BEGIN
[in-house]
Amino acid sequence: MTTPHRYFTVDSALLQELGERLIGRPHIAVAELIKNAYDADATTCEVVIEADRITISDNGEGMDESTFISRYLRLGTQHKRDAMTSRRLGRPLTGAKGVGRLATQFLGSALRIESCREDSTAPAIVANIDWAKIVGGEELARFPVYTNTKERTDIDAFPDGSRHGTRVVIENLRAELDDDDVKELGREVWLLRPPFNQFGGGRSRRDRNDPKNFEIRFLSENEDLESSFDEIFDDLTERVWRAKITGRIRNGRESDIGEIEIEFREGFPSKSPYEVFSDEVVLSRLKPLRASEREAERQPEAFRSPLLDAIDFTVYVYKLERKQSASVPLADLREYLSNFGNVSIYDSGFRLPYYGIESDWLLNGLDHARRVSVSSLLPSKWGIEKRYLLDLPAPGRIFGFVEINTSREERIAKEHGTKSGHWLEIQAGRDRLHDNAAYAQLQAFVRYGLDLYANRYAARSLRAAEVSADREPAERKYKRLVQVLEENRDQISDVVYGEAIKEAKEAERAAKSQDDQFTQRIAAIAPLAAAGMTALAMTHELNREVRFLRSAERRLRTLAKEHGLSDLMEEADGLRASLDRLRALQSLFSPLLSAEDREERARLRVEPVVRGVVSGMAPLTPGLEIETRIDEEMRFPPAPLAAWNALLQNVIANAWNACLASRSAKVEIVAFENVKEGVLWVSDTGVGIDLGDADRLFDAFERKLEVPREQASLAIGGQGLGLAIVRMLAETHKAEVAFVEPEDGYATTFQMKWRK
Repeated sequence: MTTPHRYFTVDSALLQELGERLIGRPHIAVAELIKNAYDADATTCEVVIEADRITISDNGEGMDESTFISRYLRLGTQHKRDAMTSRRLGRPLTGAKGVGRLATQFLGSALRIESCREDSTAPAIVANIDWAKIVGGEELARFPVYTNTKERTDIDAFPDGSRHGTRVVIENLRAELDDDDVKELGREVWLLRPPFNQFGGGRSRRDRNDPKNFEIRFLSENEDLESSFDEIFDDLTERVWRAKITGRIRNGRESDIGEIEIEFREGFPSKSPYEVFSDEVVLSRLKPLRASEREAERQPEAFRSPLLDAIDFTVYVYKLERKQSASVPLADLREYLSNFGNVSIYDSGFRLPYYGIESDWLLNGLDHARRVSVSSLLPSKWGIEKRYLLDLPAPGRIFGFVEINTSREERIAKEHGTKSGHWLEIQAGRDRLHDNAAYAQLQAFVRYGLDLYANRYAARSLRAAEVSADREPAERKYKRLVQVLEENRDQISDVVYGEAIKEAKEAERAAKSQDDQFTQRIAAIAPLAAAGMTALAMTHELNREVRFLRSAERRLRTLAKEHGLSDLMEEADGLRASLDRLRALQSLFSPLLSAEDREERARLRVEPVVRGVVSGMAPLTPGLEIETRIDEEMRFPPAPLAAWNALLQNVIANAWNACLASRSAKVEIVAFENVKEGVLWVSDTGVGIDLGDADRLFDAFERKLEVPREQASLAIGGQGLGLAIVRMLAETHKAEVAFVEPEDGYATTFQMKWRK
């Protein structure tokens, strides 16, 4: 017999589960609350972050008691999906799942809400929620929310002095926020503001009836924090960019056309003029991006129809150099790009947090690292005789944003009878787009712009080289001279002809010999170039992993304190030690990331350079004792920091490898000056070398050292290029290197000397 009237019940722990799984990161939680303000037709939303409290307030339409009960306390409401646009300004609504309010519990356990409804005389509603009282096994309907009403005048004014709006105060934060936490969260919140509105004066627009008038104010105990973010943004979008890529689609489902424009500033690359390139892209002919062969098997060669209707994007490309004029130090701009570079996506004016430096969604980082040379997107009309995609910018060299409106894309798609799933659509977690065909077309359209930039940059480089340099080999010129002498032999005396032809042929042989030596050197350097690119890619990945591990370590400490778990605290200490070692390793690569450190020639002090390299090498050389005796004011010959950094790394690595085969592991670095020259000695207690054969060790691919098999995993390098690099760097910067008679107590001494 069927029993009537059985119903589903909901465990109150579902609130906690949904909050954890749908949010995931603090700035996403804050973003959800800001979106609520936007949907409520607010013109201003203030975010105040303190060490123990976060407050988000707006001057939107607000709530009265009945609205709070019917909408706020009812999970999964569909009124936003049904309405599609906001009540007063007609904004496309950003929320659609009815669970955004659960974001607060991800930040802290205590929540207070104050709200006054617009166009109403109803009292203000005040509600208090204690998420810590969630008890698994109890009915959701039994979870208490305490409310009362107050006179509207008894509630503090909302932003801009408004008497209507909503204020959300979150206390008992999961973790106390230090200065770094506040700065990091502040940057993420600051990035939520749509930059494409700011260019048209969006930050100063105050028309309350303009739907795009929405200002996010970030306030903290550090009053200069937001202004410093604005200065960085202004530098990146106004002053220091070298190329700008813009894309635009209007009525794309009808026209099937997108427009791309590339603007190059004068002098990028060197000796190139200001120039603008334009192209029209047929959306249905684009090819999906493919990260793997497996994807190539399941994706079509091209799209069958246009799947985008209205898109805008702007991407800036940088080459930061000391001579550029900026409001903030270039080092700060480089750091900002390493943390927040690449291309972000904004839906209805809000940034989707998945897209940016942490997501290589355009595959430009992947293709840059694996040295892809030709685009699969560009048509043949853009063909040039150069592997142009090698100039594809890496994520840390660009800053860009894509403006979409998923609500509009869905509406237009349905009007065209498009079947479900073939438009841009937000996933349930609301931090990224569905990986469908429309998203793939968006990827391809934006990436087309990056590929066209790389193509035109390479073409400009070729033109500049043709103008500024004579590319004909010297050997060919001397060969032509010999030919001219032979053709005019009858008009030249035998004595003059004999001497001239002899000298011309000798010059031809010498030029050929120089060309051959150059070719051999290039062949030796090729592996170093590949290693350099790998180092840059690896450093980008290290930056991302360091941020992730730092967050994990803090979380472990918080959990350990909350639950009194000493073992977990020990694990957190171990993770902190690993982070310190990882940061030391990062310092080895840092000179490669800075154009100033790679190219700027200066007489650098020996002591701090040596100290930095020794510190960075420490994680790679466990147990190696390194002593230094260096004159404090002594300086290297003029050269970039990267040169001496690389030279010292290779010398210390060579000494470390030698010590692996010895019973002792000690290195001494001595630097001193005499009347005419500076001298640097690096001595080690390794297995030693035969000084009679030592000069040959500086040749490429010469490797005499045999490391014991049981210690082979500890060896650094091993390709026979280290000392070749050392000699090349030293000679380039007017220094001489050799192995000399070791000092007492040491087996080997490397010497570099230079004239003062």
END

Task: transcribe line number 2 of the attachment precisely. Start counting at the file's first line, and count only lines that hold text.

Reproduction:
Amino acid sequence: MTTPHRYFTVDSALLQELGERLIGRPHIAVAELIKNAYDADATTCEVVIEADRITISDNGEGMDESTFISRYLRLGTQHKRDAMTSRRLGRPLTGAKGVGRLATQFLGSALRIESCREDSTAPAIVANIDWAKIVGGEELARFPVYTNTKERTDIDAFPDGSRHGTRVVIENLRAELDDDDVKELGREVWLLRPPFNQFGGGRSRRDRNDPKNFEIRFLSENEDLESSFDEIFDDLTERVWRAKITGRIRNGRESDIGEIEIEFREGFPSKSPYEVFSDEVVLSRLKPLRASEREAERQPEAFRSPLLDAIDFTVYVYKLERKQSASVPLADLREYLSNFGNVSIYDSGFRLPYYGIESDWLLNGLDHARRVSVSSLLPSKWGIEKRYLLDLPAPGRIFGFVEINTSREERIAKEHGTKSGHWLEIQAGRDRLHDNAAYAQLQAFVRYGLDLYANRYAARSLRAAEVSADREPAERKYKRLVQVLEENRDQISDVVYGEAIKEAKEAERAAKSQDDQFTQRIAAIAPLAAAGMTALAMTHELNREVRFLRSAERRLRTLAKEHGLSDLMEEADGLRASLDRLRALQSLFSPLLSAEDREERARLRVEPVVRGVVSGMAPLTPGLEIETRIDEEMRFPPAPLAAWNALLQNVIANAWNACLASRSAKVEIVAFENVKEGVLWVSDTGVGIDLGDADRLFDAFERKLEVPREQASLAIGGQGLGLAIVRMLAETHKAEVAFVEPEDGYATTFQMKWRK